must have at least one root, and while you can  tie  several  different
       root  objects  together  into  one  project by creating a commit object
       which has two or more separate roots as its  ultimate  parents,  that’s
       probably  just  going  to confuse people. So aim for the notion of "one
       root object per project", even if git itself does not enforce that.

       A "tag" object symbolically identifies and can be used  to  sign  other
       objects.  It  contains  the  identifier  and  type of another object, a
       symbolic name (of course!) and, optionally, a signature.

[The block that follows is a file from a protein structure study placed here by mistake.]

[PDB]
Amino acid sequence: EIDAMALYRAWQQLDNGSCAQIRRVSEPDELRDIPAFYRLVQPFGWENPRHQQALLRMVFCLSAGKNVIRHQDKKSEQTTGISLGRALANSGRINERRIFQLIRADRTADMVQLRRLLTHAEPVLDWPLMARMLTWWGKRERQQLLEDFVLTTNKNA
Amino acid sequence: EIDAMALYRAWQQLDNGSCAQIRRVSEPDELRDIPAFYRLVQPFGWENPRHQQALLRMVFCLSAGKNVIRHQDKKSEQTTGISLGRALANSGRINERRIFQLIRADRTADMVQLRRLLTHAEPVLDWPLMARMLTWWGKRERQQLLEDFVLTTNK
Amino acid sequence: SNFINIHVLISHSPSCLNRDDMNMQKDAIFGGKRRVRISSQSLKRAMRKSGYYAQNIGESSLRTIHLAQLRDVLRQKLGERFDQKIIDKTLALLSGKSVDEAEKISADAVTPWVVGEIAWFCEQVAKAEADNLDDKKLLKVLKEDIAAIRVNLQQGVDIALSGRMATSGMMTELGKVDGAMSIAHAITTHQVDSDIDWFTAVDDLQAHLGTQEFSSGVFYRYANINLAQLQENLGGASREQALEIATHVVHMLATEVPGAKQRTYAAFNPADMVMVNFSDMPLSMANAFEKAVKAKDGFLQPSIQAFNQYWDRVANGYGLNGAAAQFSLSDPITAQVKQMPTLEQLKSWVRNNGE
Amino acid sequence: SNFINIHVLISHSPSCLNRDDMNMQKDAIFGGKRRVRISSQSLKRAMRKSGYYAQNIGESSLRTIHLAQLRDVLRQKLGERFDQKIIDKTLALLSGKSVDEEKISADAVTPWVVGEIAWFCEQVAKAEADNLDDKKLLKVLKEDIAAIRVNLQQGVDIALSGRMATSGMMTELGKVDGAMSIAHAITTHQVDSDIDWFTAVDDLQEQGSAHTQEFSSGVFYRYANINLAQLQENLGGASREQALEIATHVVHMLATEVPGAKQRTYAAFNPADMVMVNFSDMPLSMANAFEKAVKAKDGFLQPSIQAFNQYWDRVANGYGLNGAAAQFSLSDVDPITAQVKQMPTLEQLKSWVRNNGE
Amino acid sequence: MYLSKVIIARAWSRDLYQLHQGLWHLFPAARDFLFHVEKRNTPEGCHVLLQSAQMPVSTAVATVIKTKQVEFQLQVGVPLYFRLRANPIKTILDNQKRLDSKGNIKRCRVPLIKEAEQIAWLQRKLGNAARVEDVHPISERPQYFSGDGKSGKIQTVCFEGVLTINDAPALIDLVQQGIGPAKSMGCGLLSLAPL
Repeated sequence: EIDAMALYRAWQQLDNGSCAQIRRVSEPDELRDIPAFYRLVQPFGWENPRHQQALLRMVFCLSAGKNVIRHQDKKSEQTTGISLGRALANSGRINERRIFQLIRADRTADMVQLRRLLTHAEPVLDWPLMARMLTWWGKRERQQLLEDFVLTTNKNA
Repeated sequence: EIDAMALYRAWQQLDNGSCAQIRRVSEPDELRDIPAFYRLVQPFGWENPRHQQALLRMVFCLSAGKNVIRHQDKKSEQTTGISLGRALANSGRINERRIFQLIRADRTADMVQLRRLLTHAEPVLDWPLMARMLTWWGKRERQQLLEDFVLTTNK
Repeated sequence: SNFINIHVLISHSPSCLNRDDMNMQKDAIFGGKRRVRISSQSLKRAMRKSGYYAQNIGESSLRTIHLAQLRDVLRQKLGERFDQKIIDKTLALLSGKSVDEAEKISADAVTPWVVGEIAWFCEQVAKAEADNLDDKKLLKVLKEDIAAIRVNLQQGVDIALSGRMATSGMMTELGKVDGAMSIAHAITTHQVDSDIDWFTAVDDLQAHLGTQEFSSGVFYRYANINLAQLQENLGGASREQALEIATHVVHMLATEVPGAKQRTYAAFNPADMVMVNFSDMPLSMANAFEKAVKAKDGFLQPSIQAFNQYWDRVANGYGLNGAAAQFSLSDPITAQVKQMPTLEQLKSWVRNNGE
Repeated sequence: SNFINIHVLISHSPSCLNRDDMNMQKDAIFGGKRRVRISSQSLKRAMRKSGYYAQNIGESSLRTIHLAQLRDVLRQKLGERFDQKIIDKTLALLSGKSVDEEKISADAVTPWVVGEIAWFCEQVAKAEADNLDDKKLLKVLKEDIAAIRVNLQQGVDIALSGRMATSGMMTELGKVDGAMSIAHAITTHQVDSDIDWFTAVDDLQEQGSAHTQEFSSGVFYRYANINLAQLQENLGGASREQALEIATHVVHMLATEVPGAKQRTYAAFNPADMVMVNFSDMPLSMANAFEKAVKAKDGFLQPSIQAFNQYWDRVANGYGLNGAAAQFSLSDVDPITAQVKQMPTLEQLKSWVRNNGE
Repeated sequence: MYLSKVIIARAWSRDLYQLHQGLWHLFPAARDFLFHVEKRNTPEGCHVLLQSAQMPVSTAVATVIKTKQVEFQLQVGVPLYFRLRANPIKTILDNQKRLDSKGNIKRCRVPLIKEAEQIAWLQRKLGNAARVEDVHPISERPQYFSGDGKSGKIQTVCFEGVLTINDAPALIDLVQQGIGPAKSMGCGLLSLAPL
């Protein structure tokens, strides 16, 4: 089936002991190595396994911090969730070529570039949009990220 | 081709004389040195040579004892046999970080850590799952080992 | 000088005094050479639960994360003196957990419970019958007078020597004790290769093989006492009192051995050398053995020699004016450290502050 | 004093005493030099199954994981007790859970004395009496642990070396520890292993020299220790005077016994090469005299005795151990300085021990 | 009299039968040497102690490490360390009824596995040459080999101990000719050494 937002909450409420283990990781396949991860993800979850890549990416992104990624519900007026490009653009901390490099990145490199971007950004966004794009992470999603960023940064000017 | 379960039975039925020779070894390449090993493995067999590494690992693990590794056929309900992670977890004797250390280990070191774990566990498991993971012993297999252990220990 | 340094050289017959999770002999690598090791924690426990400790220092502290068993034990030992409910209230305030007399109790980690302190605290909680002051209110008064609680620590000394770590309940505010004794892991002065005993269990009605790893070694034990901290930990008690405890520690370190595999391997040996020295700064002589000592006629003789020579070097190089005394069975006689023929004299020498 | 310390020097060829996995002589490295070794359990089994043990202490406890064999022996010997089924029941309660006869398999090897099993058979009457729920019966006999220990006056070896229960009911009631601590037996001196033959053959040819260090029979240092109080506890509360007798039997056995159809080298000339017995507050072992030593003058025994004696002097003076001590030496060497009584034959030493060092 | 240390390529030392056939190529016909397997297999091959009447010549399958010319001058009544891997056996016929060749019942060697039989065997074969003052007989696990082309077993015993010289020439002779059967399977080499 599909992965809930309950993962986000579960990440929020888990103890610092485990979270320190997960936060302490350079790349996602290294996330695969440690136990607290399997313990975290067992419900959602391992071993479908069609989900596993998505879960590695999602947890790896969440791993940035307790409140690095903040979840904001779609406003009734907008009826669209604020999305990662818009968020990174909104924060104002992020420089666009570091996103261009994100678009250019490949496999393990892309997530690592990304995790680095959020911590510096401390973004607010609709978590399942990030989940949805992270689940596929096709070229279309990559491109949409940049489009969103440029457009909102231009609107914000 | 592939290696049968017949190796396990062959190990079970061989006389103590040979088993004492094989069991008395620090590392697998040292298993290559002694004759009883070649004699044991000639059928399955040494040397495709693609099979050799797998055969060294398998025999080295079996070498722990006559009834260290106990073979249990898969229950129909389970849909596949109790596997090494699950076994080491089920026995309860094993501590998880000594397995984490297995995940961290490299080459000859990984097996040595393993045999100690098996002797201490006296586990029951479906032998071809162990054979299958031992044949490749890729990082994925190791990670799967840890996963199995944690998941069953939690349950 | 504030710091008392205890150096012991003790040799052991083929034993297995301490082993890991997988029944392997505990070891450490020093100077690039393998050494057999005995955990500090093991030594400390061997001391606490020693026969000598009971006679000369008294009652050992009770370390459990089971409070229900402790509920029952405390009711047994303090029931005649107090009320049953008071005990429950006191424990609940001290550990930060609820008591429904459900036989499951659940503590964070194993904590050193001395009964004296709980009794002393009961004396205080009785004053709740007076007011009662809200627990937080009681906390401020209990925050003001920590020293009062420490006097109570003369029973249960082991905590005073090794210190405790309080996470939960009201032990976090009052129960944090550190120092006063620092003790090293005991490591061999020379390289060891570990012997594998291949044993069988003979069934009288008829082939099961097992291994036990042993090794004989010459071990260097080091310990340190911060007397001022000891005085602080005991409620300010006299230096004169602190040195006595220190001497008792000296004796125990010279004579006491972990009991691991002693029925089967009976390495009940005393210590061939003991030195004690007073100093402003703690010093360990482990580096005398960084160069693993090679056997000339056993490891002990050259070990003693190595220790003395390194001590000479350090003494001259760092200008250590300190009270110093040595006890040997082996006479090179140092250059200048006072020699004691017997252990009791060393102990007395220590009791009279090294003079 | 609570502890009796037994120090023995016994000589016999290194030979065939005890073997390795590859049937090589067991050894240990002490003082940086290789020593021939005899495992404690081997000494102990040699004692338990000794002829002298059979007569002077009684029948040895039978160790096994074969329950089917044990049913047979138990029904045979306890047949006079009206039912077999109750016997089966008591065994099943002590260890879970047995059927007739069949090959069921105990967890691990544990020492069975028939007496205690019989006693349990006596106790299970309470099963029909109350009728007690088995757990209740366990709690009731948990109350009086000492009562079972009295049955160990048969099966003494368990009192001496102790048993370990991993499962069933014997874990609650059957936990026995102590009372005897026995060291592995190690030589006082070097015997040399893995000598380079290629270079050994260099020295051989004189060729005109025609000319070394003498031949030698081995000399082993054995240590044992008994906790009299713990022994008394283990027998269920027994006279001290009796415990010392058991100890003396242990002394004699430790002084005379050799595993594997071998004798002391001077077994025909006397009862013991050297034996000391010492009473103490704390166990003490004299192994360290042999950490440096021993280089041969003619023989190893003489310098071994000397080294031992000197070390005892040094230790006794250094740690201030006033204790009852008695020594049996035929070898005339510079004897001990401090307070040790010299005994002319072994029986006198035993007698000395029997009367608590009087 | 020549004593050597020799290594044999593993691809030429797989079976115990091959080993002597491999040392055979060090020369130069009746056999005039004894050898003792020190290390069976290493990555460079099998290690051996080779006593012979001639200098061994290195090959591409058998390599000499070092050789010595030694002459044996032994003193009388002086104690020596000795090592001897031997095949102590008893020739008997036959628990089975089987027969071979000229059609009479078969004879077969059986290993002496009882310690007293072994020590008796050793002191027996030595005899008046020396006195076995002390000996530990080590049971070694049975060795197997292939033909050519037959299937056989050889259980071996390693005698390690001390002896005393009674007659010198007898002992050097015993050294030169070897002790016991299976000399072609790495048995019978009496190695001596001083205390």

Regardless  of  object  type,   all   objects   share   the   following
       characteristics:  they  are  all  deflated with zlib, and have a header
       that not only specifies their type, but also provides size  information
       about the data in the object. It’s worth noting that the SHA1 hash that
       is used to name the object is the hash of the original data  plus  this
       header,  so  sha1sum  file  does  not  match  the object name for file.
       (Historical note: in the dawn of the age of git the hash was  the  sha1
       of the compressed object.)

       As  a result, the general consistency of an object can always be tested
       independently of the contents or the type of the  object:  all  objects
       can  be  validated by verifying that (a) their hashes match the content
       of the file and (b) the object successfully inflates  to  a  stream  of
       bytes  that  forms a sequence of <ascii type without space> + <space> +